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In Quote Management, All RFPs Are NOT Created Equal

In Quote Management, All RFPs Are NOT Created Equal

Brian Gardner No Comment

I spoke last week at the Sales GPS Executive Workshop in Austin, hosted by MDM and Indian River Consulting Group. I talked with distribution leaders there about how many distribution companies proudly consider themselves to be quoting machines. I’m also familiar with this idea from firsthand experience, as a sales manager for a distributor that prided itself on the volume of its quotes. More quotes lead to more sales, so the more quotes, the better. Right?

Not precisely. Quoting takes time and money, and there are times when more quotes do not lead to more sales. Imagine that a company has requested quotes from you 20 times in the past six months, but hasn’t purchased from you once. If you continue to generate quotes for this company without first trying to figure out why you’re losing, you’ll be wasting time and money on a customer that is only using you as a third quote.

If you look at your customer’s quote history before sending out a quote (assuming you have a process and CRM system in place that tracks this), you’ll have the opportunity to question whether participating in an RFP will be worth your time. If you decide to decline to quote, you’ll save yourself the time it takes to continually send losing quotes to this customer. Even better, you can use this failed quote history to start a new conversation with the customer, allowing you to use data to create an opportunity to probe deeper into what’s really keeping this customer from buying.

Beyond simply viewing quote history for a customer, one of my current clients is working with me to implement a quote-scoring system. Before issuing a quote, my client will ask questions like:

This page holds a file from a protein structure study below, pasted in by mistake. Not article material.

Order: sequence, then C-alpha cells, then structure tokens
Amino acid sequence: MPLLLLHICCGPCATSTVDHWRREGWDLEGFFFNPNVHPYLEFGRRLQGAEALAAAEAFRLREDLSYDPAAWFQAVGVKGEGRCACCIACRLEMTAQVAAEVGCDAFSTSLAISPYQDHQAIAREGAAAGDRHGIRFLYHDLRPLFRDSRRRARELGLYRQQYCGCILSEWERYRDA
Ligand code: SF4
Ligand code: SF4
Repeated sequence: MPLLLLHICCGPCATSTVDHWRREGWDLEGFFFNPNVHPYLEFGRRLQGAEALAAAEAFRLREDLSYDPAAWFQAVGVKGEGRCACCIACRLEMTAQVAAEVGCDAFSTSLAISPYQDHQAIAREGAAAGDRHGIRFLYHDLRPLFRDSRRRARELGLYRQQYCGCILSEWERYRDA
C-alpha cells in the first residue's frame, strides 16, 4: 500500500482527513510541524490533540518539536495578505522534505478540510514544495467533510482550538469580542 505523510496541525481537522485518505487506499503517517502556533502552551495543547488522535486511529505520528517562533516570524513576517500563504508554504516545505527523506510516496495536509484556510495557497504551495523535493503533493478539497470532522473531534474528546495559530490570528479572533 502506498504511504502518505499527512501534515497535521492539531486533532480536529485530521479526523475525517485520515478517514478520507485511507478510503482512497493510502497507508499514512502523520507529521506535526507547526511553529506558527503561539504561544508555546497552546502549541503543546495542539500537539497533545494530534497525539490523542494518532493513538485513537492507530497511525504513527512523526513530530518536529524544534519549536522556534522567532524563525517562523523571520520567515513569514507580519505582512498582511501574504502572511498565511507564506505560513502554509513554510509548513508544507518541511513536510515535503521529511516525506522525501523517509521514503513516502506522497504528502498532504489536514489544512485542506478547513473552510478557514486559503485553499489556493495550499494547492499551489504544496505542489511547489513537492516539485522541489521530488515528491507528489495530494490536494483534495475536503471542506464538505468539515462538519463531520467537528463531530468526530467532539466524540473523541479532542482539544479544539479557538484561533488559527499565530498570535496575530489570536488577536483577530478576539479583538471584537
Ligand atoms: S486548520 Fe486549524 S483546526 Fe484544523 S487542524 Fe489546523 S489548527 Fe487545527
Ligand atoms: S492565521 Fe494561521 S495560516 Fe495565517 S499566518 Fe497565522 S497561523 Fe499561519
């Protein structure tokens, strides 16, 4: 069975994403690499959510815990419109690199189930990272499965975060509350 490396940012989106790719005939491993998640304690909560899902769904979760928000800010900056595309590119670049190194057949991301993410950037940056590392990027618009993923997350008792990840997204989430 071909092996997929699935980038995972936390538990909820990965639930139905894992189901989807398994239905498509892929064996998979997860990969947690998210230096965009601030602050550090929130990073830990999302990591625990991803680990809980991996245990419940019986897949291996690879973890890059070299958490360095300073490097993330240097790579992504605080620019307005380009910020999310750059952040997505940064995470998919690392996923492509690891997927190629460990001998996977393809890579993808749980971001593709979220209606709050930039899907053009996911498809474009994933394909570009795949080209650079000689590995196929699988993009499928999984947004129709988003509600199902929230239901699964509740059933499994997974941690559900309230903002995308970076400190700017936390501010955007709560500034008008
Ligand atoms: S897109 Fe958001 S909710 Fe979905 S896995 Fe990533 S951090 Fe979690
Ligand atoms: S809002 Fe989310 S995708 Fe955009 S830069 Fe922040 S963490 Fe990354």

• Has this company purchased from me before?
  • When is the last time I quoted this customer?
  • When is the last time they’ve purchased?
  • Am I on their approved vendors list?
  • Do I have a champion within their company?
  • Is the spec written around me and my product, or someone else’s?

You can implement quote qualification by putting a process in place where the answers to these questions are documented and assigned a value in your system. Each RFP can then be assigned a score that represents its total potential value. Or, if you’d prefer to add this to your quote-management process more informally, simply encourage your reps to think about these questions before cranking out that next quote. I’ve already heard from companies who are seeing positive results from a more selective quote process, and I’m optimistic about programs I’m introducing with my clients.

Have you already tried something like this in your own company, or are you considering changing your quote-management process? I’d love to hear about it; email me at brian.gardner@salesprocess360.com.

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